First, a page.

So, if you weight 100 you will send 350 lbs. into him. If you weigh 200 you will send 700 lbs. into him. Nearly any injury can be caused with 50 lbs. of force or less.
If you cannot step into him to generate and transfer force you can still move your body up or down. If you squat in a deep horse stance and then explosively straighten your legs while you throw a punch you will put bodyweight into that punch. If you are standing nearly chest to chest with someone and don’t have the room to throw a traditional punch you can bring your fist into body, and then bend your knees to drop your bodyweight while you punch. This can easily supply the force to knock someone back. To add more force use the “4 pillars” and rotate your body into the strike.
Secret #7: Unbalance them to move them or do leverages or throws. In the martial arts we often talk about the importance of keeping your balance while taking your aggressor’s balance. However, rarely if ever do they discuss why. The reason why is simply that if you are off balance then you are vulnerable.
If you want to walk up to someone and try to put them in a wrist lock you will have a hard time because they can easily defend themselves. However, if you walk up to them and knock them off balance they will go into a very brief period where have limited ability to move and are focused not on you but on regaining their balance. So, walk up and hit them with a palm underneath the chin to knock them back and off balance and when they’re busy being off balance you can put him in a wrist lock with little trouble. The same is true with both throws and takedowns.
If you want to throw someone who still has their balance…good luck. Take them off balance and then a little nudge will knock them down.
Secret #9: Targeting. Nearly every time I see a person teach martial arts they will tell their students “high punch, low punch”, “high kick, middle kick, low kick”, or “face punch, body punch”. This general manner of striking is made worse in sparring.
Training to hit general ambiguous places on your aggressor’s body generally leads to just standing there and trading blows with him. Hitting someone in the face does little but hitting someone in the temple does a lot.
As much as I don’t like to use “MMA” (I put it in quotation marks because it is not marital arts and has little to nothing to do with actual martial arts) for an example, a great example of this appeared on the TV show “Ultimate Fighter”. I saw a few minutes of a show that featured Kimbo Slice. In that short clip that I saw fighters warming up for a workout by paring up and taking turns lightly tapping each other with punches. You saw all these guys going back and forth warming up their muscles and then you saw Kimbo Slice doing that warm up drill with his partner. When the partner lightly tapped Kimbo with his gloves he tapped his body a few times and his head a few times; when Kimbo did it he tapped the body a few times and then tapped the tip of his partner’s chin a few times.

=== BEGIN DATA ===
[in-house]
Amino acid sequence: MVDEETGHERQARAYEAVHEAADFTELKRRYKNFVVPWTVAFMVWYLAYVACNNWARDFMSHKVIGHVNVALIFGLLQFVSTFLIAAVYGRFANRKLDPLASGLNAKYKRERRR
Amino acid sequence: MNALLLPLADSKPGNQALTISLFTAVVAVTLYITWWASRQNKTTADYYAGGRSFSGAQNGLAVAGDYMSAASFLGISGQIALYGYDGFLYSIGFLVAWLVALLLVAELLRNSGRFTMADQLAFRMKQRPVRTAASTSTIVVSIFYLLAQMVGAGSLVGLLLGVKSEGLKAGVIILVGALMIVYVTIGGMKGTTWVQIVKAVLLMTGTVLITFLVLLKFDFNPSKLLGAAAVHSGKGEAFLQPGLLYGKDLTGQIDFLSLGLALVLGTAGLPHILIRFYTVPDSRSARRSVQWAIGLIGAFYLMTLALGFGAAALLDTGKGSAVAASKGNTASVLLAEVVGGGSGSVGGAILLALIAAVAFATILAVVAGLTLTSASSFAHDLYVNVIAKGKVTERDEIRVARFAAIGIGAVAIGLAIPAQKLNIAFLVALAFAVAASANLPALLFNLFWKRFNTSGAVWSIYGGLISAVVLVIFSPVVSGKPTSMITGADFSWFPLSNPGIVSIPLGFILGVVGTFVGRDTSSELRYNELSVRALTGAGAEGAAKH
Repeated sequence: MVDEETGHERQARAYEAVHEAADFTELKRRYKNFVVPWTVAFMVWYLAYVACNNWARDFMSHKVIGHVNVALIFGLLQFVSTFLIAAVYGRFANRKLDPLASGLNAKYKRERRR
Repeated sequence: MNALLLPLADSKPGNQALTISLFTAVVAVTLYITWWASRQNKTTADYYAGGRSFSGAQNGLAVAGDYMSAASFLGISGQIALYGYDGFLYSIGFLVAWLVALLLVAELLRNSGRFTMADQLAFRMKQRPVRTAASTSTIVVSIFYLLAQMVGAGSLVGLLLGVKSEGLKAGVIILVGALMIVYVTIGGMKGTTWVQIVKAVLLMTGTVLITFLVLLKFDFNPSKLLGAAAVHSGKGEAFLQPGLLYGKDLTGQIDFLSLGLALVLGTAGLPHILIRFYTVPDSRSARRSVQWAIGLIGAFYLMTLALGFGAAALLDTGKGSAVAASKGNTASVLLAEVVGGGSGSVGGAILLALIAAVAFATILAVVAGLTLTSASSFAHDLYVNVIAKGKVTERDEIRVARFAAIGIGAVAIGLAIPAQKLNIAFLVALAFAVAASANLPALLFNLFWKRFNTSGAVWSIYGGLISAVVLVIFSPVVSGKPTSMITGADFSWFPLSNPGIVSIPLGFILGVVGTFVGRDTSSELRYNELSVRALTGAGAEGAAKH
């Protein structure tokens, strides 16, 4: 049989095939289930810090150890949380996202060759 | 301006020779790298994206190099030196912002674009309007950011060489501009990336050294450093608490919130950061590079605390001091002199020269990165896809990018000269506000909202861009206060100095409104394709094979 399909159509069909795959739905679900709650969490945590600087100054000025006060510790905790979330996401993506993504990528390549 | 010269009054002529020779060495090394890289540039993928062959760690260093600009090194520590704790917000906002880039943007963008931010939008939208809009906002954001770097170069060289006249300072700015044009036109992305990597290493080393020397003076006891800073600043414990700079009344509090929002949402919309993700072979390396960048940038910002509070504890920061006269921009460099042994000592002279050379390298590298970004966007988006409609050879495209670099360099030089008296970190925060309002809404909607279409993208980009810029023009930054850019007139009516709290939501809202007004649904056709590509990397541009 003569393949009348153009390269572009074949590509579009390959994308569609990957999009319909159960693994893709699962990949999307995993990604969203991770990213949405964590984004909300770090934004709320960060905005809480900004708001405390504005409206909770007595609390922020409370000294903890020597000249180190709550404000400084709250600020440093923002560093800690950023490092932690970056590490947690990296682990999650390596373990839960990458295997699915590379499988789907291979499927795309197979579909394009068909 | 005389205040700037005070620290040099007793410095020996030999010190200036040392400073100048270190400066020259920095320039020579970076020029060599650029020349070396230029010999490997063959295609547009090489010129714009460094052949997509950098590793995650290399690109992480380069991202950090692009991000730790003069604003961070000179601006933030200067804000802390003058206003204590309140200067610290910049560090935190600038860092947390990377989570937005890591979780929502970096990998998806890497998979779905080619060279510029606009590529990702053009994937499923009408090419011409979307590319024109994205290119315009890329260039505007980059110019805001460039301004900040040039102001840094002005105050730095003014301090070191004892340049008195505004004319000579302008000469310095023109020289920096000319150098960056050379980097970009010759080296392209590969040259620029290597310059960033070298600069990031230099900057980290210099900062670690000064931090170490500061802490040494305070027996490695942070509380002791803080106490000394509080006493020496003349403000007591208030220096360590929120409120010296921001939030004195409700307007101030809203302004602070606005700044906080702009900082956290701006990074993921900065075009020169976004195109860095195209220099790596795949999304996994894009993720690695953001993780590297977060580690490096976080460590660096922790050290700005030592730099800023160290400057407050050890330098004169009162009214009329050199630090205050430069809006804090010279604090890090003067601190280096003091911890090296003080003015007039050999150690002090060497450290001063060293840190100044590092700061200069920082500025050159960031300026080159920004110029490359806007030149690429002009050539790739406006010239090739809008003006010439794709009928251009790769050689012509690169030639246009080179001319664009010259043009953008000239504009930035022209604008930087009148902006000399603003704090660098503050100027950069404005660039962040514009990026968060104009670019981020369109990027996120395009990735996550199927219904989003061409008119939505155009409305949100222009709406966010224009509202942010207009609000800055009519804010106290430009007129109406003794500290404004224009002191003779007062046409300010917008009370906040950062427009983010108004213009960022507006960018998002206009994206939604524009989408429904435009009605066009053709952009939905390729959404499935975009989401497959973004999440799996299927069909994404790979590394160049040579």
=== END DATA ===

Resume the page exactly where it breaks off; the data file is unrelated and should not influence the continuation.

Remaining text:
The result? In this slow warm up drill Kimbo dominated the other guy. Instead of going back and forth: partner 1, partner 2….partner 1, partner 2, Kimbo and his partner went: Kimbo…..partner 2, Kimbo…..partner 2. The light taps on the chin were enough to create a small effect that the partner had to recover from before he could respond.
If you don’t focus on targeting you’ll just trade blows back and forth with your aggressor. You’ll be fighting his entire body and causing bruises instead of injuries. If you do focus on targets (throat, ear, eye, knee, spleen, etc.) then it won’t be your entire body against his entire body; it will be your entire body against his temple, or your entire body against his groin.
Secret #10: Don’t block, strike. When it comes to defense, aggressiveness overwhelms non-aggressiveness, and action is always faster than reaction. This is why there is an old Chinese saying that anyone can block one punch, not many people can block two punches, only a couple can block three punches, and almost no one can block four punches.